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Monitoring & Analyzing Social Media

With over 1.5 billion conversations stored, can you afford not to listen?

Category: SaaS

Jun 20, 2008 0 Comments

I don’t want to leave my browser

This is a rant against the rapidly receding software platform known as the desktop. In the last year I have fully embraced Google Apps, which in spite of being a bit buggy and odd in their behavior, are far more convenient and less feature-bloated than the dreaded Office. Since our application is SaaS we’re naturally pre-disposed to this model, to the point where going back and using a desktop app is an annoyance.

For example if I create a spreadsheet (and to be fair I am an Excel lightweight) in Excel and I want to share it I have to email it around (I’m on Mac and most of my co-workers are Win) or put it somewhere all can access with the associated version issues. With Goog apps I just share and I’m done.

Perhaps my favorite example of this is the word processor app which reverts the entire Word model back to something like 5.1, a version I happily wrote a bunch of books with back in the nineties. Then I had to watch in horror as Microsoft started ‘improving’ the thing until every task was hopelessly complicated and confusing. I began to yearn for the ‘good old days’ of Word 5.1. In vain, until Google entered the productivity world with its very simple iteration of the classic office suite.

So what’s the point? A couple of things. When you design an application for a hosted model it has to be refined into something fast and scalable in a very unpredictable environment. Acquiring the skills and mindset to do this usually also means developing an appreciation for simplicity and good UI design.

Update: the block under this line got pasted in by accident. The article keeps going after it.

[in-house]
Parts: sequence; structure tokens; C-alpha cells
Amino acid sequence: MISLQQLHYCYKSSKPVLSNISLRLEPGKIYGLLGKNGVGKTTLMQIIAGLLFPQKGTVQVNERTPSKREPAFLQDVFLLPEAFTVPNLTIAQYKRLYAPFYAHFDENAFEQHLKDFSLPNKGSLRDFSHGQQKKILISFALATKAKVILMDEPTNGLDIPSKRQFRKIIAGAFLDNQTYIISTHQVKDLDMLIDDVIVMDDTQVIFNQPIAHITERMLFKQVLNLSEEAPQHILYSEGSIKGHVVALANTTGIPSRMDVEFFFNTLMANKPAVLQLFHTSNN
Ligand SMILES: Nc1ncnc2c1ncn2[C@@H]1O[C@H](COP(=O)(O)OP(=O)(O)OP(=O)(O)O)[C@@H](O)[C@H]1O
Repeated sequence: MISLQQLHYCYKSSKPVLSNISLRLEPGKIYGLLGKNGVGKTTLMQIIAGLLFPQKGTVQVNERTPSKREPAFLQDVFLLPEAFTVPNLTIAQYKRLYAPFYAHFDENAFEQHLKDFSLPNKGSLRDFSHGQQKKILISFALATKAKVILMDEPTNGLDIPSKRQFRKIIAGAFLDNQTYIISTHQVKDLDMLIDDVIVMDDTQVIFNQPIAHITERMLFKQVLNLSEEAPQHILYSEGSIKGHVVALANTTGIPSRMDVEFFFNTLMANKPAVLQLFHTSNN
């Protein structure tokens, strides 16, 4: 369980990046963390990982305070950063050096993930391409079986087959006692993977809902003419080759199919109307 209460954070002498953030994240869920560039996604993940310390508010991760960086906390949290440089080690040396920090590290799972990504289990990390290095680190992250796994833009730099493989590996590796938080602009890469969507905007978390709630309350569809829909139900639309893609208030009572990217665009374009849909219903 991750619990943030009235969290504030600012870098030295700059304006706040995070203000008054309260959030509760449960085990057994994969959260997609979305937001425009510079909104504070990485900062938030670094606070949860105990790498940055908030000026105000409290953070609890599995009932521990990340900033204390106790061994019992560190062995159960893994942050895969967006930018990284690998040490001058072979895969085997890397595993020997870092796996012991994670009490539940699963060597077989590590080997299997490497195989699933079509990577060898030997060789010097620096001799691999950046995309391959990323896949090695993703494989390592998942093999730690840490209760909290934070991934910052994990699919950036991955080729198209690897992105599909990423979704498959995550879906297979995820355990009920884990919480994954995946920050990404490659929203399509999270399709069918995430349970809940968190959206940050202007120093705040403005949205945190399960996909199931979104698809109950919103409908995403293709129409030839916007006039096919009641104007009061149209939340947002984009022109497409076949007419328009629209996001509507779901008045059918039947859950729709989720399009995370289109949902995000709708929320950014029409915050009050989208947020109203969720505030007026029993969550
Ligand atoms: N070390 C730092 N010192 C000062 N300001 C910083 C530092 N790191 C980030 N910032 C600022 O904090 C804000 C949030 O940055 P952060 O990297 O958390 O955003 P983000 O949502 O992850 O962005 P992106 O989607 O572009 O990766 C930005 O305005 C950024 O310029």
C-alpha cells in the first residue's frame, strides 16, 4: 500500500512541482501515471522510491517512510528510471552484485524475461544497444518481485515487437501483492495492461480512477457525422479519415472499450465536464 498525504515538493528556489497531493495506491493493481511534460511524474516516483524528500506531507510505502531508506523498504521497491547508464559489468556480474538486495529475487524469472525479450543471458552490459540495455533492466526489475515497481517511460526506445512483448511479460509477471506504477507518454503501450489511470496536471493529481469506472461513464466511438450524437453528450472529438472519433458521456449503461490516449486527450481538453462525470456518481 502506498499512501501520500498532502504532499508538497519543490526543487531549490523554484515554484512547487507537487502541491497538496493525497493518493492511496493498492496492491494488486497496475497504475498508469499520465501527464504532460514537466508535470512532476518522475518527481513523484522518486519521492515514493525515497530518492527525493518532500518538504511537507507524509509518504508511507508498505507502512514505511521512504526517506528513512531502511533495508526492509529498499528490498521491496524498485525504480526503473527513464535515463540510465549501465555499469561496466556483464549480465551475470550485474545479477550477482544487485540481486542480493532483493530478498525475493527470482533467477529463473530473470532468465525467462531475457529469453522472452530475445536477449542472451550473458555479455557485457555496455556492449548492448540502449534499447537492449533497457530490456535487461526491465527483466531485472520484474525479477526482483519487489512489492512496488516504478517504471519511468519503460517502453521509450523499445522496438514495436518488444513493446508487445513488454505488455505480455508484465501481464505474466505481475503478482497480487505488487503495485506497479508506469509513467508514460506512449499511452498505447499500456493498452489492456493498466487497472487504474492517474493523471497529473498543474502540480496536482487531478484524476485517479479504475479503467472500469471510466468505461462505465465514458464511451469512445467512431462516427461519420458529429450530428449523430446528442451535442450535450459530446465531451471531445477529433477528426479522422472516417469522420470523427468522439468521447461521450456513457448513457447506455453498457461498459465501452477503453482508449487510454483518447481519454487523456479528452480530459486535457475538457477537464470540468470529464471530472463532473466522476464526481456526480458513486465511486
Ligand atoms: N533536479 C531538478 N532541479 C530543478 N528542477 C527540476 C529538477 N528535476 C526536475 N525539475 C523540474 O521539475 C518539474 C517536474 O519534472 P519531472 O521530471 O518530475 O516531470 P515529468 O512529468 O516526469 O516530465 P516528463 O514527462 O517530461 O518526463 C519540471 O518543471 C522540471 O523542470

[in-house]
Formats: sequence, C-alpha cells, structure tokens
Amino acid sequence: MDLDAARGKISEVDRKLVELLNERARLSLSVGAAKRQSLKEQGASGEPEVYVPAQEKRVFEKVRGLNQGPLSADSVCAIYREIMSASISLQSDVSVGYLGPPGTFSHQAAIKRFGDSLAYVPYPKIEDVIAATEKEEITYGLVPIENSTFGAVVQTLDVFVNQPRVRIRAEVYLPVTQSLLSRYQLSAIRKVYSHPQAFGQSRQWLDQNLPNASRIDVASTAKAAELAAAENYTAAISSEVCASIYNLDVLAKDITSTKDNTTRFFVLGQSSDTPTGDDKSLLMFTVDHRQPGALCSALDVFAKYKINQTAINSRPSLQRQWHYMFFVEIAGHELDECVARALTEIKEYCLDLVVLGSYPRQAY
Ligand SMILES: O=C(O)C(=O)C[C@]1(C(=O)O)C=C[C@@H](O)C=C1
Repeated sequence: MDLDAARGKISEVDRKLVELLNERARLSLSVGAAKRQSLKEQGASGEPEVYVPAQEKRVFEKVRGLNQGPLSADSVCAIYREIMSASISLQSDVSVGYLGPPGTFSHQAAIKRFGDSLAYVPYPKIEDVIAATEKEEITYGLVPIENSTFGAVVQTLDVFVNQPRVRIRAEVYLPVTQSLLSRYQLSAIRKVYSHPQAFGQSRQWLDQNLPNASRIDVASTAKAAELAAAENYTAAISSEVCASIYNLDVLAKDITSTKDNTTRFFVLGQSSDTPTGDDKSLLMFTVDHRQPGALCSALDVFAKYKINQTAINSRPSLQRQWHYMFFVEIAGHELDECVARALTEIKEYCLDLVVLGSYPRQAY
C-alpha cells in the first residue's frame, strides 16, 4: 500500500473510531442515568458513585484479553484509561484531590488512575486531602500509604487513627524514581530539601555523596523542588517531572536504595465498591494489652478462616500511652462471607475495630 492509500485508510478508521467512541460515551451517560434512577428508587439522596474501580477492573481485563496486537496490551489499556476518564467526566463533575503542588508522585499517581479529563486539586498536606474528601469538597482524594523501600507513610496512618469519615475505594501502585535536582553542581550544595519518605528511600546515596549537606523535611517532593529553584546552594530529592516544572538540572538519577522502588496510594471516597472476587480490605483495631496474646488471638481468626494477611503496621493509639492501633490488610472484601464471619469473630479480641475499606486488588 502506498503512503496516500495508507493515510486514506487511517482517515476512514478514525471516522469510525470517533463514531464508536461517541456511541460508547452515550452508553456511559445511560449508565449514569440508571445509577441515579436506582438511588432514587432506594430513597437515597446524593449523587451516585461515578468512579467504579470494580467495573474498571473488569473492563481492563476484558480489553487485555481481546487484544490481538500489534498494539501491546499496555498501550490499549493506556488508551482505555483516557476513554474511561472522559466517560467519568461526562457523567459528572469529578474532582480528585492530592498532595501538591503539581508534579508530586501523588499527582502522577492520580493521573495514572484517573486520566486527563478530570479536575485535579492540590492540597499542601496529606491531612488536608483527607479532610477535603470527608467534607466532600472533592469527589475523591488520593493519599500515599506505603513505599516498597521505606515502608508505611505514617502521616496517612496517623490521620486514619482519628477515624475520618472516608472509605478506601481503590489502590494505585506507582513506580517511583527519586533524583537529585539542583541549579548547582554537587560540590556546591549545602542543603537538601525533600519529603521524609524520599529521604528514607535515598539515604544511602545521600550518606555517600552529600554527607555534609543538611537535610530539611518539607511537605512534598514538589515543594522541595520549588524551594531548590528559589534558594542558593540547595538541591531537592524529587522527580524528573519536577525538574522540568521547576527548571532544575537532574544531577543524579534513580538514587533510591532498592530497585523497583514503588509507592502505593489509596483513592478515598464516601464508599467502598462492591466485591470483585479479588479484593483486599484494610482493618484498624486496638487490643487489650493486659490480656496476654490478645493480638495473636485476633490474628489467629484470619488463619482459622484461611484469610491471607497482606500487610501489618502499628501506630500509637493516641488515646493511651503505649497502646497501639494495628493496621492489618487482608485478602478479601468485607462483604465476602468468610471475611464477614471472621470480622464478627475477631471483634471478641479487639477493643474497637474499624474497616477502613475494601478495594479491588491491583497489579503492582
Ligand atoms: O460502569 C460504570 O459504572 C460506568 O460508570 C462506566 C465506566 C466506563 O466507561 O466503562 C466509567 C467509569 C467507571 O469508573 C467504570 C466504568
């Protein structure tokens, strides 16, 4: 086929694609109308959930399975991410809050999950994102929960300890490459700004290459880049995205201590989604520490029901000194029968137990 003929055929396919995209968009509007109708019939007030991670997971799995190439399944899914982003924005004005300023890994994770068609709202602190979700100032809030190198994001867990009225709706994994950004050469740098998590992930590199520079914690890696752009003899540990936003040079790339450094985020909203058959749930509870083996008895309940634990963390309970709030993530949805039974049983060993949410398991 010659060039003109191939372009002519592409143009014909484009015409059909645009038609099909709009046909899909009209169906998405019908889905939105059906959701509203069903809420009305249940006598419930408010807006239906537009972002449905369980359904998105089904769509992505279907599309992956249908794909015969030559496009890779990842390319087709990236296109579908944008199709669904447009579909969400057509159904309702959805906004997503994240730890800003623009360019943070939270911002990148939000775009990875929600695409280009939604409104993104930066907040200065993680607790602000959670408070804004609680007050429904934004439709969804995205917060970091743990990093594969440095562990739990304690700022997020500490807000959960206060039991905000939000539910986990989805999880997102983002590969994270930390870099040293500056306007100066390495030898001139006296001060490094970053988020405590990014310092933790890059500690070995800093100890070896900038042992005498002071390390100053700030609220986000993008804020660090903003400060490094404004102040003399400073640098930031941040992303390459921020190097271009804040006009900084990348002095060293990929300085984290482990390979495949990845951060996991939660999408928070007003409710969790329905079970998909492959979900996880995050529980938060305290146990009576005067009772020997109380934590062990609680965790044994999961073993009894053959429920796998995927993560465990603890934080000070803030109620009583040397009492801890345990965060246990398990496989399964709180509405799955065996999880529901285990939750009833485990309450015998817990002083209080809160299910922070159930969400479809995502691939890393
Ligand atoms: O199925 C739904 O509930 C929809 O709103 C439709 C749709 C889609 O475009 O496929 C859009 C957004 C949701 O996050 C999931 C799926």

It also means that development can be continuous because you’re no longer packing disks into boxes with big paperback books and selling upgrades. This creates a mindset that says features are built because users request them frequently rather than because you need selling points for the next product version. It also means that upgrades must be an actual improvement that is easily grasped by users because all of them will receive every upgrade- they don’t have the choice of sticking with an older version. So the changes you make better be good.

The result is a forced march towards simplicity even if the underlying engine is complex and powerful.

Another way of looking at this is to think about the engineers. They can no longer hide away for months and then unveil a bunch of crap only an engineer would think was cool (like that talking paperclick guy). With SaaS, if they add a stupid feature there will be howls of rage from users right away, a fact that turns those same engineers into experts on creating really great features instead of goofy annoying ones.

The source of this rant is my recent adoption of Salesforce. In spite of their terrible tutorials, the actual application is really easy to set up and use and makes great use of Ajaxy things to automate frequently used navigation and actions. It works really (actually I hate the reporting interface at the moment but…) well for most basic things.

As connections become ubiquitous and ever-faster, the viability of desktop applications diminishes, especially for lower horsepower things like Office-style apps. More important, as I’ve detailed above, I think the hosted model is forcing a major improvement in software design and usability.